In "Wall-E" this is the case, the depiction of a human body mistreated through near-complete inactivity has angered many whose bodies are larger than Vogue norms as well as fat-positive activists. But the etiology is misunderstood. "Wall-E" is not saying 'fat people make the world bad' or that 'fat people are the source of degeneration'. Rather, it seems that, given a situation in which, rather than change our world, we leave it to wait for a miracle, a savior; given a situation in which humans take on no projects, have nothing to do, simply spend time in consumptive pastimes waiting, waiting, waiting - it seems reasonable to expect the body to be marked by the mental and social inactivity which precedes and enables the physical inactivity as well.
I am aware that I am writing on a razor's edge, but I hope I am making some sort of distinction which may be interesting, may trouble these critiques at least in some sense.
It is not the case that current cases of obesity are caused by mental and social inactivity. What is required in a film is a visual depiction of psychic and physical phenomenon. Certainly if I did nothing but sit for 24 hours a day drinking cupcakes in a cup, I would lose muscle tone, muscle mass, gain weight, etc. But what is interesting and difficult in movies is the strength of the link between mental, social and moral reality and physical embodiment. In a book these things can be alluded to, glossed over, done subtly. They cannot be so subtle in a movie.

"She is all States, all Princes, I, Nothing else is"
And yet, in both The Stone Gods and in "Wall-E" we have improbable love stories which are believable and beautiful and characterized by enormous hope. Interestingly as well, the lovers in both stories are vilified and become subversive, as though we are to be led to believe that love is increasingly subversive. John Donne's poetry takes on even deeper metaphysical meaning in The Stone Gods and poetry itself becomes somehow dirtier than a sex club. Love is all but meaningless except between a human who would not have herself genetically fixed and a cyborg. Or, in the film, human physical contact is all but eliminated (and then touchingly, hopefully reintroduced) and the most beautiful expression and experience of love (one of which both Beauvoir and Kierkegaard could, in some ways, be proud) occurs between two robots, neither of which are expected to feel at all.

"Thine age askes ease, and since thy duties bee
To warm the world, that's done in warming us.
Shine here to us, and thou art everywhere;
This bed thy center is, these walls, thy spheare."

Saturday, July 26, 2008

well that was a bad day....

rather than writing a proposal for conference-planning, i have so far spent my morning deleting old emails. i found this:

"i'm in a foul mood and am in great danger of lashing out to everyone i love best, telling them to forget me, forever, since i am so unworthy of their friendship as to be undeserving of even a last conversation. i am wallowing in self-pity, gorging on self-loathing and perfuming myself in bitterness. currently there is nothing admirable, lovable, respectable, good, or in any way worthy in my person. my character is of such hideousness, if it were not mediated by the opacity of embodiment, i should be a very Gorgon, Medusa herself, turning all who look on me into horrified, disgusted stone.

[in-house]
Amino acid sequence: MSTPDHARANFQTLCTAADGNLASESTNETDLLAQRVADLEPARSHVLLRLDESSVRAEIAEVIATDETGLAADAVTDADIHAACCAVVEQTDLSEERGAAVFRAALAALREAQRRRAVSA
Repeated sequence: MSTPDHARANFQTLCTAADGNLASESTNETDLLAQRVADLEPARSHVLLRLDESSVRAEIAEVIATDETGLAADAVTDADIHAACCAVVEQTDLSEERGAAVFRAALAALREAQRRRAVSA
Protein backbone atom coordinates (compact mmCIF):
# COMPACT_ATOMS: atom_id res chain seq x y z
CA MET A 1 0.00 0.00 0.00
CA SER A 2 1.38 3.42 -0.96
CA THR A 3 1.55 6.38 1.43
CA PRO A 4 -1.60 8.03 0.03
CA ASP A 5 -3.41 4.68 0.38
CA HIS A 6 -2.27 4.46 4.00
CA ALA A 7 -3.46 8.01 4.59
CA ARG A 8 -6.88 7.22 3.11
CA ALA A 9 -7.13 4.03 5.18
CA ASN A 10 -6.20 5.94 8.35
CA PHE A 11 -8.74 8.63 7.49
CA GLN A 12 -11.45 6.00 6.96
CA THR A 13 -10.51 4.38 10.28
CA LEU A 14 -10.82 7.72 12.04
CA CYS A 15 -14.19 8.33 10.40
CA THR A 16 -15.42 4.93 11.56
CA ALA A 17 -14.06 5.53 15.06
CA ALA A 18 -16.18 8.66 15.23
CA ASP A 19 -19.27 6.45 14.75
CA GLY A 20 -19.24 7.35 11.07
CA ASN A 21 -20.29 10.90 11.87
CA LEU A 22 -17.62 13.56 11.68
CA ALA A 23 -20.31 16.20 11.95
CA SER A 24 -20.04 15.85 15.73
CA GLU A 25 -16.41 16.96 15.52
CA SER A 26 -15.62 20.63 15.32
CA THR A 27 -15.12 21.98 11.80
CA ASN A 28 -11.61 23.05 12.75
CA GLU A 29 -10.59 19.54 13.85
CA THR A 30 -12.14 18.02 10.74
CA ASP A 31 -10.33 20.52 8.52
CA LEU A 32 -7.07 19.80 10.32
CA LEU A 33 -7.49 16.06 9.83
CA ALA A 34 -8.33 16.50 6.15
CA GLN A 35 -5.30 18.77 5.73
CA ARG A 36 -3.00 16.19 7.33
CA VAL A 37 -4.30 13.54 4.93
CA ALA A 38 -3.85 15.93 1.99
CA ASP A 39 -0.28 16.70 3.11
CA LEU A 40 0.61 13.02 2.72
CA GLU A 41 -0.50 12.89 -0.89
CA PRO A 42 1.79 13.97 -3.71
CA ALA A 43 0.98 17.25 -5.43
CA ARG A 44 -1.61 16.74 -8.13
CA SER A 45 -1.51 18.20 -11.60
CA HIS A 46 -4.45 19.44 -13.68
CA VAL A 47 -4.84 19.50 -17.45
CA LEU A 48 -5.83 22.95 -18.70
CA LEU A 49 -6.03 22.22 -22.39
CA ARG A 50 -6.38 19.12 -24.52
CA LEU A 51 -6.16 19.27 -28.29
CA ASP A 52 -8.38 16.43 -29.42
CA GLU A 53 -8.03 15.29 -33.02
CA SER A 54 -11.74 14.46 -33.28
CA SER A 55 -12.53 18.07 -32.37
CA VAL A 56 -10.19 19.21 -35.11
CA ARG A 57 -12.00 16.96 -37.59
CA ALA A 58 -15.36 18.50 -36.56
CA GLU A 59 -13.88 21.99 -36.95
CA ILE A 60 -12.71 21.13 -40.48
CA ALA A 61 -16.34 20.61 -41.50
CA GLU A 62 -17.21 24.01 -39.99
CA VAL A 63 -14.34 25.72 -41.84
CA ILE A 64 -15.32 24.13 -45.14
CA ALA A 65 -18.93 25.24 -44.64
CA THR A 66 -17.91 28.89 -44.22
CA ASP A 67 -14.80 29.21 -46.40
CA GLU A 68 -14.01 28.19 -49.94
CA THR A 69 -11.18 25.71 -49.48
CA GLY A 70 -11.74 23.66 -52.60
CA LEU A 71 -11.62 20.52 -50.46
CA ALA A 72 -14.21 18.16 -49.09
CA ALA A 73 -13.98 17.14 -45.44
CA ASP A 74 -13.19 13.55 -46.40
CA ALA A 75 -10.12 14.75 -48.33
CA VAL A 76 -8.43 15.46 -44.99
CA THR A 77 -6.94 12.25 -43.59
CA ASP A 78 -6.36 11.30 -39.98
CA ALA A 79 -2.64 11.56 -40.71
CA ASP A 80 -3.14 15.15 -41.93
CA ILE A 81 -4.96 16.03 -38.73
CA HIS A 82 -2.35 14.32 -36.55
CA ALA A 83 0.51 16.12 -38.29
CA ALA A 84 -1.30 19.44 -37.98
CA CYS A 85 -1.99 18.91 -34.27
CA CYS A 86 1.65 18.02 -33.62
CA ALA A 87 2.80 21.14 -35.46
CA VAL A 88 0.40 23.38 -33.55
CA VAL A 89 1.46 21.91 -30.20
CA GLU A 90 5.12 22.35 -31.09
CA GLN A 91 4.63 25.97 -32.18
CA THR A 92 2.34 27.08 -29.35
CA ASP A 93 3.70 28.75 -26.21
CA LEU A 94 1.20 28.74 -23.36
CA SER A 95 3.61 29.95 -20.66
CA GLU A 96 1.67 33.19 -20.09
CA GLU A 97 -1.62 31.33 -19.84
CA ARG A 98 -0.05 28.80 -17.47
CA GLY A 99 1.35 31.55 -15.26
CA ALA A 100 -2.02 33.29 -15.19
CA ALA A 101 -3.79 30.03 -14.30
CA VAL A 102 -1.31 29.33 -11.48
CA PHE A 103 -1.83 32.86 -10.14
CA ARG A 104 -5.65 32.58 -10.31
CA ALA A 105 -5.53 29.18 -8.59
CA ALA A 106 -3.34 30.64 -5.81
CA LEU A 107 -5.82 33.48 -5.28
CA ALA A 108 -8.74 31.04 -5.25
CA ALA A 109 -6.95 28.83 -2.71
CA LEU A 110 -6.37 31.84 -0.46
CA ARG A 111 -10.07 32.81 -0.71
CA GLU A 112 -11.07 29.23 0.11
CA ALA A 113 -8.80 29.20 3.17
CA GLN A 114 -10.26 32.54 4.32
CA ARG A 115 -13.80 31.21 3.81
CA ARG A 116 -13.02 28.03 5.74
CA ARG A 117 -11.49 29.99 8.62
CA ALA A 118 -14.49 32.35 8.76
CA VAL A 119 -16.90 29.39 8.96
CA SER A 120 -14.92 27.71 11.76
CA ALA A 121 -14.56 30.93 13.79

i alone of all persons cannot seem to become a healthy, happy, well-adjusted, moderate grown-up. i alone of all persons am unique in my excessive childishness, my selfishness, my self-centered-ness, my inability to receive or give love from/to anyone. i am an undisciplined mass of inarticulable desires. i am haughty and narrow and stingy and rigid. i act as though i deserve the world but do not even work to deserve the kindness of my friends. i demand love but do not even begin to *be* loving-ly. i am foul, wretched, inhumane, a monster.
i style myself wise but don't live according to wisdom. indeed, i hardly live according to any of the principles i most highly value: bravery, courage, steadfastness, love, thriftiness, generosity, simplicity. i kaleidoscope myself where i ought to focus. i fling myself beyond myself rather than concentrating myself where i am. i dream of a future but idle in my present. i contradict my contradictions and make paradoxes of my paradoxes. is there any wonder i am unlovable? there has been no self for me - or anyone else - to love." march 1, 2008

as it was in my university account, i was in great danger of losing this written moment to the time-gods who preside over the existence of messages. this one deserves a longer life

interestingly, months later and in a rather happy frame of mind, i still identify very much with those angry and tender expressions above. ok, so maybe not a Gorgon, but still. yes, i am or may be all of those things. but there is a world to love and i am in that world.

Friday, July 25, 2008

it couldn't have been the cheese...